Featured Research

from universities, journals, and other organizations

Microswimmers Make Big Splash For Improved Drug Delivery

Date:
January 13, 2009
Source:
American Chemical Society
Summary:
They may never pose a challenge to Olympic superstar Michael Phelps, but the "microswimmers" developed by researchers in Spain and the United Kingdom could break a long-standing barrier to improving delivery of medications for cancer and other diseases.

Tiny, magnetically controlled particles, called "microswimmers" could use by doctors to precisely deliver medicine to diseased tissue.
Credit: ACS

They may never pose a challenge to Olympic superstar Michael Phelps, but the "microswimmers" developed by researchers in Spain and the United Kingdom could break a long-standing barrier to improving delivery of medications for cancer and other diseases.

They describe the development of tiny, magnetically controlled particles, called "microswimmers," that doctors could use to precisely deliver medicine to diseased tissue.

In the new study, Pietro Tierno and colleagues note that scientists tried for years to develop tiny engines that can move micro and nanomachines through tight spaces, such as blood vessels and lab-on-a chip devices. But existing engines are slow, difficult to maneuver, and must undergo alterations in their shape, chemistry or temperature in order to work. The design of simple, more practical engines to power these tiny, robotic machines remains a major challenge, the researchers say.

The scientists describe a solution — tiny beads, about 1/25,000 of an inch in diameter, made of plastic and magnetic materials. When exposed to a magnetic field, the particles spun like a gyroscope and could be easily directed to move though narrow channels of liquids inside a glass plate, the researchers say. The scientists could control the speed of the "microswimmers" by varying the strength of the magnetic field.


Story Source:

The above story is based on materials provided by American Chemical Society. Note: Materials may be edited for content and length.


Journal Reference:

  1. Tierno et al. Magnetically Actuated Colloidal Microswimmers. The Journal of Physical Chemistry B, 2008; 112 (51): 16525 DOI: 10.1021/jp808354n

Cite This Page:

American Chemical Society. "Microswimmers Make Big Splash For Improved Drug Delivery." ScienceDaily. ScienceDaily, 13 January 2009. <www.sciencedaily.com/releases/2009/01/090112094740.htm>.
American Chemical Society. (2009, January 13). Microswimmers Make Big Splash For Improved Drug Delivery. ScienceDaily. Retrieved July 26, 2014 from www.sciencedaily.com/releases/2009/01/090112094740.htm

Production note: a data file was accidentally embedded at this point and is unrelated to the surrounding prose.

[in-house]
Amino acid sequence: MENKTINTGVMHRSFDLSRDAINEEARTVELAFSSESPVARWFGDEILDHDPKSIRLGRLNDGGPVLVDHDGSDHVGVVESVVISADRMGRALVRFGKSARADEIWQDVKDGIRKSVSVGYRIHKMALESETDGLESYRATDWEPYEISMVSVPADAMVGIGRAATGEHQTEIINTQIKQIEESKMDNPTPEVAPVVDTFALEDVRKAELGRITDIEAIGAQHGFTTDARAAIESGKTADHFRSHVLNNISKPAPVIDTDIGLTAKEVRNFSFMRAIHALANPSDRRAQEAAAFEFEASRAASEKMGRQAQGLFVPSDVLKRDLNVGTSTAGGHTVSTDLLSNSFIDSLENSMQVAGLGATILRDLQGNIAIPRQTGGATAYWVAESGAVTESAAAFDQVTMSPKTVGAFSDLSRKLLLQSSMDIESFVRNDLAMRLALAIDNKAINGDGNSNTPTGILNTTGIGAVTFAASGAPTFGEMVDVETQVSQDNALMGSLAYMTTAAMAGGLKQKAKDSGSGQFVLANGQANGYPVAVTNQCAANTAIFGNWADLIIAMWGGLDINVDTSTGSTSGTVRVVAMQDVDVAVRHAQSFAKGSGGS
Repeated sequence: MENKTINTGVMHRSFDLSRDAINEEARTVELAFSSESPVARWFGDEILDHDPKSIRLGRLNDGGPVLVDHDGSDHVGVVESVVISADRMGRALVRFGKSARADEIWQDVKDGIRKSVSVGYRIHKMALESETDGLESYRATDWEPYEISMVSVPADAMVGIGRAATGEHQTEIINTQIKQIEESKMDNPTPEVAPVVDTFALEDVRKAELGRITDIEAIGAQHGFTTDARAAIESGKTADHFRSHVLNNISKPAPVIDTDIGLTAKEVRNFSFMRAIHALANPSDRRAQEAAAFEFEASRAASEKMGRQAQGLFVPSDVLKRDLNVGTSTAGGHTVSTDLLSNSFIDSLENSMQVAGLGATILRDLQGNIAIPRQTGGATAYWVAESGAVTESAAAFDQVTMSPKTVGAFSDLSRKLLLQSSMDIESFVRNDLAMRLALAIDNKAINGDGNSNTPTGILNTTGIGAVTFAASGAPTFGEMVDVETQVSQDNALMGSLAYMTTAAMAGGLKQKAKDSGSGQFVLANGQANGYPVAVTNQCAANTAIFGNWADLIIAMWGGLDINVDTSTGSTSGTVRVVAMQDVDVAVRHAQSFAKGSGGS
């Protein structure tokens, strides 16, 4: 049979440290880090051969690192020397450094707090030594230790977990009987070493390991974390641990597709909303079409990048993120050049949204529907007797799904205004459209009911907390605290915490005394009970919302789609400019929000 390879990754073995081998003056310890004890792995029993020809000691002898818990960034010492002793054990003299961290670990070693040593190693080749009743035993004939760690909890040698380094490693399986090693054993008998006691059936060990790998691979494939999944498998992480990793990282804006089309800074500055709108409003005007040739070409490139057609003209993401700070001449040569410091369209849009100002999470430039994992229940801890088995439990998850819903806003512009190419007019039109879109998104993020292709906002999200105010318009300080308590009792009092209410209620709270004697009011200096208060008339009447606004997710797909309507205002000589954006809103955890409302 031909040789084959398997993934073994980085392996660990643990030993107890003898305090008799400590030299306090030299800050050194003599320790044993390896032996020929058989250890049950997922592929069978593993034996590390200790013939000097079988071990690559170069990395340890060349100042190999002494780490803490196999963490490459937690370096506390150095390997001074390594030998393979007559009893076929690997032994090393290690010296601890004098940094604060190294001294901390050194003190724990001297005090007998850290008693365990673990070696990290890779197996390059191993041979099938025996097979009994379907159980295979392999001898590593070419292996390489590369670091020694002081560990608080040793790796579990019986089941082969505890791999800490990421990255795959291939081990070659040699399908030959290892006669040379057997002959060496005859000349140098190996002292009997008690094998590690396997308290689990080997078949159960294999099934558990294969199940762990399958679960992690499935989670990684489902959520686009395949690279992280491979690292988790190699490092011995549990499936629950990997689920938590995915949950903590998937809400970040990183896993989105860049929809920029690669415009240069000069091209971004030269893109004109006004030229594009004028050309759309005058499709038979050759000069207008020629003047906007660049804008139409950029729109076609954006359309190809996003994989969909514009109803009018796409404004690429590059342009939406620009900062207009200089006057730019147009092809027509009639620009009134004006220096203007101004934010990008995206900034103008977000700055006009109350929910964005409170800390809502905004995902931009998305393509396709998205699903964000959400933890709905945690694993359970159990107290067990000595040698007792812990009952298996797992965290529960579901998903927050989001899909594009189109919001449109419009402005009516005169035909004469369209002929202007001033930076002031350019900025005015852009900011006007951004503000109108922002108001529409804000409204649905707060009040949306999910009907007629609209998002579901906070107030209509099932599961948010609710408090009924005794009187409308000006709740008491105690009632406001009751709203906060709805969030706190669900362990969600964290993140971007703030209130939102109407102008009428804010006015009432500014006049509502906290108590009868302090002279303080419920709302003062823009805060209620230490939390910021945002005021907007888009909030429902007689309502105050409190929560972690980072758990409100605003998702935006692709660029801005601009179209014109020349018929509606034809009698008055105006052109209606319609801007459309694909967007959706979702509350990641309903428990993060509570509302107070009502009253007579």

American Chemical Society. "Microswimmers Make Big Splash For Improved Drug Delivery." ScienceDaily. www.sciencedaily.com/releases/2009/01/090112094740.htm (accessed July 26, 2014).

Share This




More Matter & Energy News

Saturday, July 26, 2014

Featured Research

from universities, journals, and other organizations


Featured Videos

from AP, Reuters, AFP, and other news services

Europe's Highest Train Turns 80 in French Pyrenees

Europe's Highest Train Turns 80 in French Pyrenees

AFP (July 25, 2014) Europe's highest train, the little train of Artouste in the French Pyrenees, celebrates its 80th birthday. Duration: 01:05 Video provided by AFP
Powered by NewsLook.com
TSA Administrator on Politics and Flight Bans

TSA Administrator on Politics and Flight Bans

AP (July 24, 2014) TSA administrator, John Pistole's took part in the Aspen Security Forum 2014, where he answered questions on lifting of the ban on flights into Israel's Tel Aviv airport and whether politics played a role in lifting the ban. (July 24) Video provided by AP
Powered by NewsLook.com
Creative Makeovers for Ugly Cellphone Towers

Creative Makeovers for Ugly Cellphone Towers

AP (July 24, 2014) Mobile phone companies and communities across the country are going to new lengths to disguise those unsightly cellphone towers. From a church bell tower to a flagpole, even a pencil, some towers are trying to make a point. (July 24) Video provided by AP
Powered by NewsLook.com
Algonquin Power Goes Activist on Its Target Gas Natural

Algonquin Power Goes Activist on Its Target Gas Natural

TheStreet (July 23, 2014) When The Deal's Amanda Levin exclusively reported that Gas Natural had been talking to potential suitors, the Ohio company responded with a flat denial, claiming its board had not talked to anyone about a possible sale. Lo and behold, Canadian utility Algonquin Power and Utilities not only had approached the company, but it did it three times. Its last offer was for $13 per share as Gas Natural's was trading at a 60-day moving average of about $12.50 per share. Now Algonquin, which has a 4.9% stake in Gas Natural, has taken its case to shareholders, calling on them to back its proposals or, possibly, a change in the target's board. Video provided by TheStreet
Powered by NewsLook.com

Search ScienceDaily

Number of stories in archives: 140,361

Find with keyword(s):
Enter a keyword or phrase to search ScienceDaily for related topics and research stories.

Save/Print:
Share:

Breaking News:
from the past week

In Other News

... from NewsDaily.com

Science News

Health News

Environment News

Technology News



Save/Print:
Share:

Free Subscriptions


Get the latest science news with ScienceDaily's free email newsletters, updated daily and weekly. Or view hourly updated newsfeeds in your RSS reader:

Get Social & Mobile


Keep up to date with the latest news from ScienceDaily via social networks and mobile apps:

Have Feedback?


Tell us what you think of ScienceDaily -- we welcome both positive and negative comments. Have any problems using the site? Questions?
Mobile: iPhone Android Web
Follow: Facebook Twitter Google+
Subscribe: RSS Feeds Email Newsletters
Latest Headlines Health & Medicine Mind & Brain Space & Time Matter & Energy Computers & Math Plants & Animals Earth & Climate Fossils & Ruins